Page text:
It has been found that the above three descriptors, M, L and D, which can be obtained in a computationally simple manner, provide collectively a good discriminant for the many classes of positive random observables, especially fluctuating intensity of electromagnetic wave backscattered by complex objects. While the median M is related to the ‘central’ value of the primary set {x}, and contains no information about the shape of the underlying statistical model, the two remaining descriptors, L and D, are scale-invariant and provide jointly informative shape characterization. Accordingly, the object may be represented (and classified) using the descriptors L and D, without M. However, the use of median M can be advantageous for determining a representative level of a signal reflected by an object of interest, and therefore may be used in circumstances where this is useful (for example to assist in distinguishing objects of similar shape but different sizes, or for providing auxiliary information, such as the range of the object). Understanding the benefits provided by the ‘D-L plane’, or the ‘D-L domain’, constructed in accordance with the invention, can be facilitated by inspecting Each model is represented by a distinct curve, and each point on a selected curve corresponds to two specific values of the shape descriptors D and L. For example, the curve labelled “gamma” represents all possible pairs of values of D and L, which can be ‘supported’ by a gamma model. In particular, each of the two Swerling models is represented by a point with a unique pair of coordinates; one of these points (when α=1) corresponds to an exponential distribution. The properties of the D-L plane and those of the visualized statistical models of primary sets {x} can be summarized as follows: -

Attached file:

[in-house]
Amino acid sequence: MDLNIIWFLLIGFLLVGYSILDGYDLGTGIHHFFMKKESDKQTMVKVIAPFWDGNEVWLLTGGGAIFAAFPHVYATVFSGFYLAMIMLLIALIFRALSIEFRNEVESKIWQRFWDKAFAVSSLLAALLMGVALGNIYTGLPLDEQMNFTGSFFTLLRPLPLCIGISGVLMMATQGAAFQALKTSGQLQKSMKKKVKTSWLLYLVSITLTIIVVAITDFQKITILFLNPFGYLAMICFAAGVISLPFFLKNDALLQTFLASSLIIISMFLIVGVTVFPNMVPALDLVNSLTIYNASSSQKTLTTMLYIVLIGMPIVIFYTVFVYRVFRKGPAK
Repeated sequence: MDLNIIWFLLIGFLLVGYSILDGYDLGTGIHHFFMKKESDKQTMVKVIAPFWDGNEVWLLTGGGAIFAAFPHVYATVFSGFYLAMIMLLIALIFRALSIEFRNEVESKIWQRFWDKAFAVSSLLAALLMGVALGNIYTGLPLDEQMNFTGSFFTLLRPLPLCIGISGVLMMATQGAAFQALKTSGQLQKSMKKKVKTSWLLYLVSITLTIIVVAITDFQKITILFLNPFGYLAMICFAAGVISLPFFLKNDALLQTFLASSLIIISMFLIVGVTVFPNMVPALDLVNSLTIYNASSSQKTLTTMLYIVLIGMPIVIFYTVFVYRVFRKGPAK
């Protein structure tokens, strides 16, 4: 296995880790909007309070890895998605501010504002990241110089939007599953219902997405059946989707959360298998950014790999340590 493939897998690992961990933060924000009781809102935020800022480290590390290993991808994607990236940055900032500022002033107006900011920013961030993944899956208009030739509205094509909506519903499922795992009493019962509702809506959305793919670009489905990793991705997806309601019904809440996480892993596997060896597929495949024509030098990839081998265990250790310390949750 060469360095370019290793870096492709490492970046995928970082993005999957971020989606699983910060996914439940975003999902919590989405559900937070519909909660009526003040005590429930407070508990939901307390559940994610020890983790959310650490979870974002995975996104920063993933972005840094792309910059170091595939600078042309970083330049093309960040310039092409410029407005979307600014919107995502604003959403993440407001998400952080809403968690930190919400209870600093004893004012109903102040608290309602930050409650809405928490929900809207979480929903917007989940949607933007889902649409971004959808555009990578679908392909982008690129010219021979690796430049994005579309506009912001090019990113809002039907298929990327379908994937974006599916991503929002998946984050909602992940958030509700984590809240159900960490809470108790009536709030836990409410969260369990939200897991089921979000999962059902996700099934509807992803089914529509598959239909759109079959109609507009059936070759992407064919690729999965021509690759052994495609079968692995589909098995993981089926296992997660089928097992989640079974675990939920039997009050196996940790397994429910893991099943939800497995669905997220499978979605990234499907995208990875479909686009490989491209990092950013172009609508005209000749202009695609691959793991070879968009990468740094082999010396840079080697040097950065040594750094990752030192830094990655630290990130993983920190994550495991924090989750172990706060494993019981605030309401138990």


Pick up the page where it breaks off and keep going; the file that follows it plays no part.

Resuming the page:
- The origin, D=0 and L=0, represents a distribution p(x) ‘degenerated’ to a delta function, δ[x−exp(M)], with no variability; each displayed distribution, except for a Suzuki and K-distribution, tends to this point as its variance approaches zero.
- The positive axis, D>0 and L=0, represents a log-normal distribution of x, which becomes a Gaussian distribution of z after a logarithmic transformation z=1n x; a Gaussian distribution is known to be symmetric, with its mean and median coinciding at the same point, hence L=0.
- The line L=gD, where g≈0.21, represents a Weibull distribution. A Weibull random variable W can be obtained from an exponential random variable V by applying the transformation W=V
^{ε}, where 0<ε≦1 is a parameter. After the logarithmic transformation, ε becomes a scale parameter, and because W≡V for ε=1, the line L=gD must pass through the point representing an exponential distribution. - Both of a Suzuki random variable and a K-distributed random variable are derived from an exponential random variable by randomly ‘modulating’ its scale. Therefore, each of those distributions will approach the exponential distribution as the variance of the random modulation tends to zero. It should be noted that neither of those two distributions can attain the values of descriptor D less than that of an exponential distribution.